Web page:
Wednesday, June 7, 2017

It'll Be More Entertaining TV Than The O.J. Bronco Chase . . . .

Today they released the transcript of fired FBI chief James Comey's opening statement which the fired FBI chief will be delivering at tomorrow's intelligence committee hearings on capitol hill.

Dear readers, you must, you absolutely have to read this thing from beginning to end to understand the psychotic mindset of the individual who is currently in charge of the nation's nuclear codes.

The whole thing reads like a tawdry, dime-store mafia novel.  It's completely fucking unfathomable that if James Comey is telling the truth, and since he will be under penalty of perjury for his testimony tomorrow, it stands to reason that he is - then it appears that America has the equivalent of a not quite as intellectually gifted Tony Soprano mob thug as it's leader.

Observe this extraordinary excerpt from Comey's prepared statement:

I felt compelled to document my first conversation with the President-Elect in a memo. To ensure accuracy, I began to type it on a laptop in an FBI vehicle outside Trump Tower the moment I walked out of the meeting. Creating written records immediately after one-on-one conversations with Mr. Trump was my practice from that point forward. This had not been my practice in the past. I spoke alone with President Obama twice in person (and never on the phone) – once in 2015 to discuss law enforcement policy issues and a second time, briefly, for him to say goodbye in late 2016. In neither of those circumstances did I memorialize the discussions. I can recall nine one-on-one conversations with President Trump in four months – three in person and six on the phone.
January 27 Dinner
The President and I had dinner on Friday, January 27 at 6:30 pm in the Green Room at the White House. He had called me at lunchtime that day and invited me to dinner that night, saying he was going to invite my whole family, but decided to have just me this time, with the whole family coming the next time. It was unclear from the conversation who else would be at the dinner, although I assumed there would be others.
It turned out to be just the two of us, seated at a small oval table in the center of the Green Room. Two Navy stewards waited on us, only entering the room to serve food and drinks.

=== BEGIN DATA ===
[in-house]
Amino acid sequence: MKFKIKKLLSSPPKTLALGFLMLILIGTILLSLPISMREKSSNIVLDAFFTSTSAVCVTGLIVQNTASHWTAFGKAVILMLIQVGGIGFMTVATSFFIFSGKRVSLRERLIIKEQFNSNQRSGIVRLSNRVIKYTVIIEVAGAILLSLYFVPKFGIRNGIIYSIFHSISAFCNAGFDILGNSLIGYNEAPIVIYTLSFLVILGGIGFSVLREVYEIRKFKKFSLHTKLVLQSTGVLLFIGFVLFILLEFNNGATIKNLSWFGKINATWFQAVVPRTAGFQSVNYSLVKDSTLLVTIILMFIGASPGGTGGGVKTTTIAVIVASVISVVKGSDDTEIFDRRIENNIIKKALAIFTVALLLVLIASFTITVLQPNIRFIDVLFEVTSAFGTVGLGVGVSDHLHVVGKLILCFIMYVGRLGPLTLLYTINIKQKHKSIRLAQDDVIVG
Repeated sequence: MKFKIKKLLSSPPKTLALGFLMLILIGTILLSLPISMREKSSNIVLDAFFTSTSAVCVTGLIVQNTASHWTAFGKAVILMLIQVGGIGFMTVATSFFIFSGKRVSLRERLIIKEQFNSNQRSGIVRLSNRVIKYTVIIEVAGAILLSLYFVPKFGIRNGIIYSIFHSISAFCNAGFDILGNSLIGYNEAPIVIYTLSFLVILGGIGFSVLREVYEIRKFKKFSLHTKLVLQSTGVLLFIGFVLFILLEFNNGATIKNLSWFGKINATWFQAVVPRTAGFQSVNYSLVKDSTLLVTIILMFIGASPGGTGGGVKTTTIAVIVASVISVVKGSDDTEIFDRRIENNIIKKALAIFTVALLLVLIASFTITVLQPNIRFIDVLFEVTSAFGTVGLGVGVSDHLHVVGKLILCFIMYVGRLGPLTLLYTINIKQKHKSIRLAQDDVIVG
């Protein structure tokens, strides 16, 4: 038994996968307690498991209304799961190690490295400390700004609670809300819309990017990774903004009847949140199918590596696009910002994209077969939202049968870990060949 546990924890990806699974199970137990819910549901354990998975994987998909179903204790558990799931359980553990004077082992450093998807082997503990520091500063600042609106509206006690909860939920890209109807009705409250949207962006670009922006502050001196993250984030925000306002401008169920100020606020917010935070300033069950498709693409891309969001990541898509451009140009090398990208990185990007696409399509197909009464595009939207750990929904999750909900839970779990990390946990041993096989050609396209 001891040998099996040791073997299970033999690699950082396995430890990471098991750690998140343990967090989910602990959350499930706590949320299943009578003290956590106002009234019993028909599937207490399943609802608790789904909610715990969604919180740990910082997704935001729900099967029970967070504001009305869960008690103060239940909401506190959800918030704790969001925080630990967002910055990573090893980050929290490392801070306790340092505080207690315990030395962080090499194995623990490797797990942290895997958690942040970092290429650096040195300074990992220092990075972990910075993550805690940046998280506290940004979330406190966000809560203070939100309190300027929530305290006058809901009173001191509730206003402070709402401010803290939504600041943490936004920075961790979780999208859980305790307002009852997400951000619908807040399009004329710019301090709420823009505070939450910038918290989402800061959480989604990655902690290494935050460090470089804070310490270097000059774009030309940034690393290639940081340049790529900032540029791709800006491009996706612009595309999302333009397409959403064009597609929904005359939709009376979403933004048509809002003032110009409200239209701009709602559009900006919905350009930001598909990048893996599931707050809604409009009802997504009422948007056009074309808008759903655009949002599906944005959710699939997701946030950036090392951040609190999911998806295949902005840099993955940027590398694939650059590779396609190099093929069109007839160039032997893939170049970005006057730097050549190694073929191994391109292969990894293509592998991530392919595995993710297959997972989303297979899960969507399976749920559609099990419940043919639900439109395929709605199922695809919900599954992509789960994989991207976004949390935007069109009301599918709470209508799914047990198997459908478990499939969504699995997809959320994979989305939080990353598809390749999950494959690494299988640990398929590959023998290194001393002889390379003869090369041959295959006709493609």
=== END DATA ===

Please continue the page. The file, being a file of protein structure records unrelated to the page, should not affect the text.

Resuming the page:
The President began by asking me whether I wanted to stay on as FBI Director, which I found strange because he had already told me twice in earlier conversations that he hoped I would stay, and I had assured him that I intended to. He said that lots of people wanted my job and, given the abuse I had taken during the previous year, he would understand if I wanted to walk away.
My instincts told me that the one-on-one setting, and the pretense that this was our first discussion about my position, meant the dinner was, at least in part, an effort to have me ask for my job and create some sort of patronage relationship. That concerned me greatly, given the FBI’s traditionally independent status in the executive branch.
I replied that I loved my work and intended to stay and serve out my ten-year term as Director. And then, because the set-up made me uneasy, I added that I was not “reliable” in the way politicians use that word, but he could always count on me to tell him the truth. I added that I was not on anybody’s side politically and could not be counted on in the traditional political sense, a stance I said was in his best interest as the President.
A few moments later, the President said, “I need loyalty, I expect loyalty.” I didn’t move, speak, or change my facial expression in any way during the awkward silence that followed. We simply looked at each other in silence. The conversation then moved on, but he returned to the subject near the end of our dinner.